Sybil Marshall

Educationist and chronicler of Fenland life

Schoolteacher, academic, novelist, social historian, broadcaster, folklorist, story-teller and quilt-maker, Sybil Marshall excelled at everything she did. Her writings played a vital role in the liberalising of the primary school curriculum during the 1960s and beyond. If her message about children's inherent creativity is somewhat buried today under an overload of educational tests and targets, its time will surely come again when teachers are allowed once more the space to bring out the astonishing best that too often lies hidden in the pupils they teach.

Born and brought up in the depths of the Fens, Marshall was the daughter of a smallholder who had left school at the age of nine, when he was considered quite big and strong enough to start working in the fields. Largely self-educated, he read Dickens and Mark Twain to his bright, pretty daughter, proudly seeing her through to Ramsey Grammar School.

Her close-knit family, still largely isolated, like other "Fen-Tigers", from the rest of the world, was always an enormous influence on Sybil Marshall, who later poured story after story about it into her autobiography A Pride of Tigers (1992). Food was sometimes scarce, disease brought on by Fenland dampness was rife, sanitation was minimal and work extremely hard. But the grandparents, uncles and aunts surrounding the young Sybil were a defiant breed, long resisting control from outside as they led their own intensely private and sometimes highly eccentric lives. Sybil's formidable mother was a particular influence, combining a strong sense of duty with fierce resentment against the harshness of her life which she visited regularly upon her own family and in particular on her increasingly feisty daughter.

Denied a place at university because no scholarship was available, Sybil Marshall started work in 1933 as an untrained teacher, first in Essex and then in Huntingdon. But it was as the still unqualified, uncertificated head teacher at Kingston Primary School in Cambridgeshire in 1942 that she finally made her mark. Working on her own, in one room containing 26 pupils aged between four and 11, she developed what she later referred to as a "symphonic method" whereby school subjects were integrated rather than taught separately. If pupils were going to learn about Stone Age man, then it made sense for them to experiment in more practical terms with how he built, what he ate, how he dressed and how he might have drawn or painted. Appreciating great music, painting and literature also involved an individual reaction from pupils through their own music-making, artistic or literary skills.

East Anglia, with its still surviving semi-feudal attitudes, was an unlikely setting for such innovation, and Marshall did not always have an easy time at a local level. Yet her results were so good, and her pupils at times so transformed, that she largely managed to get things her own way until her one-teacher school closed in 1960.

Going off to read English at New Hall, Cambridge, she went on to become a lecturer in Primary Education at Sheffield University. It was there that she wrote her famous book An Experiment in Education (1963). Still sometimes referred to as "the teachers' Bible", its descriptions of the various ways in which she brought out her small pupils' inherent creativity was exactly what the optimistic 1960s wanted to hear. When the hugely influential Plowden Report, Children and their Primary Schools, was published in 1967, Marshall's overall influence upon its main conclusions was clearly evident.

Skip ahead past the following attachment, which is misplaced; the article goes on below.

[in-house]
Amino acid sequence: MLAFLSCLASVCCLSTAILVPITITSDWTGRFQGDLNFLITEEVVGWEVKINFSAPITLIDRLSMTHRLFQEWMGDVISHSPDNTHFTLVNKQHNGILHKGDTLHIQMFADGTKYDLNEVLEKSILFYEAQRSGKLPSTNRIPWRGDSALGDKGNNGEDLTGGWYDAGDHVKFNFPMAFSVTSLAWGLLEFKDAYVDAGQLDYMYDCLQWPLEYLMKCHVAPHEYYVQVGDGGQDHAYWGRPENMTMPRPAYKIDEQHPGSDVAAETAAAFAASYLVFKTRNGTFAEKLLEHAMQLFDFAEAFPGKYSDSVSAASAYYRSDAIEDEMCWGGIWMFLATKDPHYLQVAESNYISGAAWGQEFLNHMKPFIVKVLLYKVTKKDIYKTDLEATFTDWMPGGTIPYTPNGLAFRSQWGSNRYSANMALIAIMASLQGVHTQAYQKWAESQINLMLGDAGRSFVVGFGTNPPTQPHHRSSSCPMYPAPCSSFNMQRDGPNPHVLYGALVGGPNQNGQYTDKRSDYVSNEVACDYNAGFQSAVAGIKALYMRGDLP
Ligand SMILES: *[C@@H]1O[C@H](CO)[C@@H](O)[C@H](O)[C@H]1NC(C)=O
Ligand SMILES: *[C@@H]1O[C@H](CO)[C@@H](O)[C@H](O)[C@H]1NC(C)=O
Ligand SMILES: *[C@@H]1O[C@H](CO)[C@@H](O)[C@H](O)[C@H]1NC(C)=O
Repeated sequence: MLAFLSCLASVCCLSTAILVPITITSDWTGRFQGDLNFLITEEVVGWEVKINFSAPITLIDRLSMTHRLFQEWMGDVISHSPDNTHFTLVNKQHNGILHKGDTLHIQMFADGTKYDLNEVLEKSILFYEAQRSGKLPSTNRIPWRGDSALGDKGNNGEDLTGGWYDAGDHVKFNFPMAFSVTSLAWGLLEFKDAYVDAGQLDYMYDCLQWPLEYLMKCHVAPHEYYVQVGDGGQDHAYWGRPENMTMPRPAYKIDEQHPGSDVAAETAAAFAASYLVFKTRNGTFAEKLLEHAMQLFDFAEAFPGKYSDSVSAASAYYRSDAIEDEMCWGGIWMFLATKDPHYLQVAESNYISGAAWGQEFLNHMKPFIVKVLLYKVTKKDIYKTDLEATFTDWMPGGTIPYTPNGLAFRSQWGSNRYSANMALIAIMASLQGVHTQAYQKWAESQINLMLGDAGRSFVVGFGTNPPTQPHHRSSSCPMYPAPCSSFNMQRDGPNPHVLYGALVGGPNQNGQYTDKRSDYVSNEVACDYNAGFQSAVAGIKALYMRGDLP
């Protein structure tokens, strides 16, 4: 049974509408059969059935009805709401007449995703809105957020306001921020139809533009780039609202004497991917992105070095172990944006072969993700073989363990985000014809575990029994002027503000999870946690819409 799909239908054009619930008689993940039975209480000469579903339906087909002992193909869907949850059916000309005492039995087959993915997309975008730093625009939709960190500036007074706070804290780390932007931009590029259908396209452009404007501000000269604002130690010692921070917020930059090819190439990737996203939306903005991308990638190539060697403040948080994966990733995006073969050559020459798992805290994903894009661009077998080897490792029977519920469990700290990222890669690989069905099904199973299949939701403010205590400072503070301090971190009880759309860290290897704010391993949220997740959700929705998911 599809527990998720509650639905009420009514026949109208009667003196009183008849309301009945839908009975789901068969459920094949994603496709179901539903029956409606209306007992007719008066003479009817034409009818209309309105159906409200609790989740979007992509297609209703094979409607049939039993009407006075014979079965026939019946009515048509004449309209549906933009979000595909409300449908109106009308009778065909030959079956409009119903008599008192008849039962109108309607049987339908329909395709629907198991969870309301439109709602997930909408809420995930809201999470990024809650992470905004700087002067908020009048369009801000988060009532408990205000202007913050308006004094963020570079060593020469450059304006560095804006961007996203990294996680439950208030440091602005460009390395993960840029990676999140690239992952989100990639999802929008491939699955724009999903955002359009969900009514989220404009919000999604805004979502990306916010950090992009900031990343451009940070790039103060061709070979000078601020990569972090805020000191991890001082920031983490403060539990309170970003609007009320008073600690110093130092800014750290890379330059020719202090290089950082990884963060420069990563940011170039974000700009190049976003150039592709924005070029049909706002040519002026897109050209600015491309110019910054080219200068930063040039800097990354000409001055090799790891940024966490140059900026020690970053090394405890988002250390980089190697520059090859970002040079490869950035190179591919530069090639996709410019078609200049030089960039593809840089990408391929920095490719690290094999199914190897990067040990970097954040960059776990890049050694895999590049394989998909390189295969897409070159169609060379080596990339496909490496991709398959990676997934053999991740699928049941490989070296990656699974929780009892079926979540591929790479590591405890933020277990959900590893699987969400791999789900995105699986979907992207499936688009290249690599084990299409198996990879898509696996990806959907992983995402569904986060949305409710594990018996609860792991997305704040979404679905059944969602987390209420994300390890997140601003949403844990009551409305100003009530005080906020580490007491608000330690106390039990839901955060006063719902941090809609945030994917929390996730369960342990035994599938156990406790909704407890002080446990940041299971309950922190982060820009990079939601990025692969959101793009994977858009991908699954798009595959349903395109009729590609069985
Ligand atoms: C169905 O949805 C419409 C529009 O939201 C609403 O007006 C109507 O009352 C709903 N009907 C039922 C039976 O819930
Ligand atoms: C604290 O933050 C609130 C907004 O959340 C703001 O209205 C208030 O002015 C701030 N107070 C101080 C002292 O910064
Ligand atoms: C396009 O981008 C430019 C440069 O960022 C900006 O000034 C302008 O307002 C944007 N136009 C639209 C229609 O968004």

Nineteen sixty-three also saw the publication of her intimate and beautifully written Fenland Chronicle, centred around family memories and one of the most readable accounts of a particular geographical area ever written. This was followed up years later by Once Upon a Village (1979) and The Silver New Nothing (1987). On the academic front, her Adventure in Creative Education (1968), described often very amusingly some of her creative methods for retraining head teachers.

There was also, from 1965 onwards, her work as Educational Adviser to Granada Television. This involved the masterminding of the celebrated series Picture Box, which ran for 23 years. From 1967, she was also running the Primary Education course at Sussex University, where she stayed until retiring in 1976.

Marshall was briefly married before the Second World War to a local farmer, who found it hard to keep up with such an independently minded, brilliant wife. Her much loved daughter Prue was born during this time, later to become a distinguished headmistress herself. But the great love of Marshall's life came in the dapper, diminutive shape of Ewart Oakeshott, whom she met at a dance in 1963. An accomplished artist and an international authority on the history and development of the sword, Oakeshott was to be her beloved companion until his death in 2002. They eventually married in 1995, after the death of Oakeshott's first wife.

It was during this time that Marshall settled into her final role as a briskly selling novelist. Starting with A Nest of Magpies (1993), she went on to write five more semi-autobiographical stories, all concerned with community as well as with private passions. This sequence ended with Ring the Bell Backwards (2000), which took its plot from Marshall's father's conviction that during the famous "lost week" between 27 April and 5 May 1646, Charles I was in fact hiding in the Fens.

Nicholas Tucker

Arts and Entertainment
Banksy's 'The Girl with the Pierced Eardrum' in Bristol
art'Girl with the Pierced Eardrum' followed hoax reports artist had been arrested and unveiled
News
peopleJust weeks after he created dress for Alamuddin-Clooney wedding
Life and Style
tech

Sales of the tablet are set to fall again, say analysts